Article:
We had another great discussion in our Strategy and Competition in Higher Education class last night. This one was on disruptive innovation in higher education and featured a very special guest.
Pre-reading for this week’s class included Disrupting College, by Clayton Christensen, Michael B. Horn, Louis Soares, and Louis Caldera. The report laid a foundation for discussing how the combination of technology and a different business model allowed “upstart” firms to first gain a toehold and then conquer market leaders in a variety of industries – steel, cars, computers, etc.
From Disrupting College:
“It is easy to frame disruption as a threat from the point of view of specific companies and institutions. Yet disruption is an unambiguously good thing from a macroeconomic point of view. It is a primary driver of economic growth and a key force that mitigates inflation. It is the process by which expensive, complicated products and services become simple and affordable.”
And, “What the theory of disruptive innovation suggests is that the business model of many traditional colleges and universities is broken. Their collapse is so fundamental that it cannot be stanched by improving the financial performance of endowment investments, tapping wealthy alumni donors more effectively, or colleting more tax dollars from the public. There needs to be a new model. The only question is whether traditional universities will undertake this replacement themselves, or whether community colleges, for-profit universities, and other entrant organizations aggressively using online learning will do it instead—and ultimately grow to replace many of today’s traditional institutions.”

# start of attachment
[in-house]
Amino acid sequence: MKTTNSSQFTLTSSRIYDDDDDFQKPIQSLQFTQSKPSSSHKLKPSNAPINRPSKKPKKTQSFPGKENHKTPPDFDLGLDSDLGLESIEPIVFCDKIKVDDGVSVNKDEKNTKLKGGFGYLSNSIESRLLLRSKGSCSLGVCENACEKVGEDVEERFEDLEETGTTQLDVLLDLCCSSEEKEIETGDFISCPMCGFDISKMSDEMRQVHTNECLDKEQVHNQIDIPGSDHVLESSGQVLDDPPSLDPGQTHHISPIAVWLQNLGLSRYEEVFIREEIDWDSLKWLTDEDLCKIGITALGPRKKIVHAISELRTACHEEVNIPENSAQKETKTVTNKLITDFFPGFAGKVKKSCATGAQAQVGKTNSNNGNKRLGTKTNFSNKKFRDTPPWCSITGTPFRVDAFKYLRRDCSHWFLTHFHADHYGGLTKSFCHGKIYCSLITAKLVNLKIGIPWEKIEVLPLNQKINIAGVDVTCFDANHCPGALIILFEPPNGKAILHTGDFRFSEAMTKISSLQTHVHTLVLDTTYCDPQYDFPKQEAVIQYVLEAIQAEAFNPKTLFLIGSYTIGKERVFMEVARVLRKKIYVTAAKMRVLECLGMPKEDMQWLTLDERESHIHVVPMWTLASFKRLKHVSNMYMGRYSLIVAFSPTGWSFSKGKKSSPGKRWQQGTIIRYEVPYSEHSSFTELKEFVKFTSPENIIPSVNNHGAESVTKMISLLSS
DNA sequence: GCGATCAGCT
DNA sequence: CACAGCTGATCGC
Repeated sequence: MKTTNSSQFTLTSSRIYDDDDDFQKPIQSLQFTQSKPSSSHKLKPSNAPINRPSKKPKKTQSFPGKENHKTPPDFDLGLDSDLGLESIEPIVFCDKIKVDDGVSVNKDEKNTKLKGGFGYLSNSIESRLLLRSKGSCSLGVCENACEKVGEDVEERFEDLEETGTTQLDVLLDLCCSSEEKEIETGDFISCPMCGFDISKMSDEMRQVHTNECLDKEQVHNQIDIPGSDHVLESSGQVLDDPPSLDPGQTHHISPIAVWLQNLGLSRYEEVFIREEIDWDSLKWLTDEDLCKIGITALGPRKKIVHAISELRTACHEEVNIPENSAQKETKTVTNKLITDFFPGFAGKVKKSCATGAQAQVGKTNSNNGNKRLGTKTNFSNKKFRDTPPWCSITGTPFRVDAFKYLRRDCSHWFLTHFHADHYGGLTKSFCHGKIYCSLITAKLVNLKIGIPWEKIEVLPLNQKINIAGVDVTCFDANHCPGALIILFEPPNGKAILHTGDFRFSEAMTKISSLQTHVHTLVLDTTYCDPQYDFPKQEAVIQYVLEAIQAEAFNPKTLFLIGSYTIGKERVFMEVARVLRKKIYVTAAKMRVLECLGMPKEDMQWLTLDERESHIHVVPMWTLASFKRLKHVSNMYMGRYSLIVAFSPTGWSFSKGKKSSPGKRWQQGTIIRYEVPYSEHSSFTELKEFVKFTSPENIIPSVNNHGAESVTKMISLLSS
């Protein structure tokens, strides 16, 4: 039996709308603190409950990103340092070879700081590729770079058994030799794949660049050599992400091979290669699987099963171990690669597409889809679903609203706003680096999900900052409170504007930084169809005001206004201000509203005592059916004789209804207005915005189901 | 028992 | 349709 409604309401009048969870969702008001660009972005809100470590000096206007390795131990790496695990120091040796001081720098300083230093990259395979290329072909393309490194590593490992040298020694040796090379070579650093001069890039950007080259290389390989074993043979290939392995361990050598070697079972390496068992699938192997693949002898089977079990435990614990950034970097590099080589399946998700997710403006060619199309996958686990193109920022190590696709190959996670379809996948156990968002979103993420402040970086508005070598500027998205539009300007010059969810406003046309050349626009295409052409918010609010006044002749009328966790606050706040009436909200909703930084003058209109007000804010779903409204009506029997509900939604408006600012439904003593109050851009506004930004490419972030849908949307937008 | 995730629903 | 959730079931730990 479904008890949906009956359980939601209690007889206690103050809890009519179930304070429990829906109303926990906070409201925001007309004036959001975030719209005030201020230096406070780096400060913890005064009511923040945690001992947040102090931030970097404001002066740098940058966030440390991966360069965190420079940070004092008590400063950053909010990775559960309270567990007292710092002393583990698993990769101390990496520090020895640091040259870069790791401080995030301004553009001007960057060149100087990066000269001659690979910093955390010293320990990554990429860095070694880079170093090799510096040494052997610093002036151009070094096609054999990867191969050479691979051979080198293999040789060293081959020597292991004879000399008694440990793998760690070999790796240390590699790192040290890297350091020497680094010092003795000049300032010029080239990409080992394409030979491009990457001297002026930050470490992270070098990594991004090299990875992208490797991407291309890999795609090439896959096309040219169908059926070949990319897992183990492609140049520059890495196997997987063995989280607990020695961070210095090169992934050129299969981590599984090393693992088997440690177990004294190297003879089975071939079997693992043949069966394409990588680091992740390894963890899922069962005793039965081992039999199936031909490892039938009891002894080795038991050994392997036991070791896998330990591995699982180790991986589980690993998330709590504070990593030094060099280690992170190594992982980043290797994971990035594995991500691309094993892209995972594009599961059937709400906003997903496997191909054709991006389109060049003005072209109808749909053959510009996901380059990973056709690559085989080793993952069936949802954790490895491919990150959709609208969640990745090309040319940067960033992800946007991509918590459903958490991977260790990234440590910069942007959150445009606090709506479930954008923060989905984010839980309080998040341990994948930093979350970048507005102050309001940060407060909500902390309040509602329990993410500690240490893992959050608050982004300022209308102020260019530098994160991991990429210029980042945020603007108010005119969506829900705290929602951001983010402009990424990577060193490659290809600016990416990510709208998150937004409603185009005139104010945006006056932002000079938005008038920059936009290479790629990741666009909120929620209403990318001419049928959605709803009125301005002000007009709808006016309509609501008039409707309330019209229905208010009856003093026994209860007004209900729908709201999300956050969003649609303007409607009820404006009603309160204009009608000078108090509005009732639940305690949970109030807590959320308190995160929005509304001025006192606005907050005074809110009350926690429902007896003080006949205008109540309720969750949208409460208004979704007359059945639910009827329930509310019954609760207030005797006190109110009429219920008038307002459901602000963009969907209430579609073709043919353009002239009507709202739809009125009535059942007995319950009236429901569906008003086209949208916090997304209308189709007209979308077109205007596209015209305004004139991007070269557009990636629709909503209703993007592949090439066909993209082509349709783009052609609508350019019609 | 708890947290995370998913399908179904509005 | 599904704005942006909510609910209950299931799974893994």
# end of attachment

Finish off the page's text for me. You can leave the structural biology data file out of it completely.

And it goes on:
The report also discusses how the definition of “quality” changes when these new entrants bring a product to market that is viewed by market leaders as substandard. Prior to the lower end product becoming available, many people were non-consumers of these products, since their needs were far simpler than current products offered and their pocket book smaller. However, relatively quickly, market leaders cede the low end of the marketplace to the new entrants with inferior products (since it’s not as profitable to serve this segment) and customers that can now afford this lower end product are quite happy with it. Over time, however, these new entrants improve their product and, based on their lower cost business model, can serve a wider audience with higher quality products and a lower price.
Our first discussion in the SCHE class last night was about some of the potential disruptive innovations facing large, research-intensive public universities (e.g., UC Berkeley) and for-profit universities (e.g., Grand Canyon University) and MITx loomed large in that discussion, as did the California State University System’s plan to create a centralized gateway to all Cal State online courses as a first step in creating a high quality virtual campus. Technology enabler? Check. New business models? Possible check.
We also had the privilege of hosting Michael B. Horn, one of the authors of Disrupting College and Executive Director of the Education Practice at the Innosight Institute. Michael went over the idea of disruptive innovation and how it applies to higher education in more detail and then took questions and a lively discussion ensued. The takeaway? Based on rising costs, different individual needs, the scalability of online education and the improvements in technologies and pedagogies in recent years, the disruption of the higher education market may occur very quickly. And the list of “best” colleges a decade from now may look radically different than the list of today.
What do you think? Will online education become the new wave of collegiate and continuing education? Will online providers – be they for-profit of not-for-profit – be the market leaders in the future? And how quickly do you think this will all take place, if ever?
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College of Liberal Arts and Sciences: Lecturer/Instructor - East Asian Languages and Cultures (F1600038)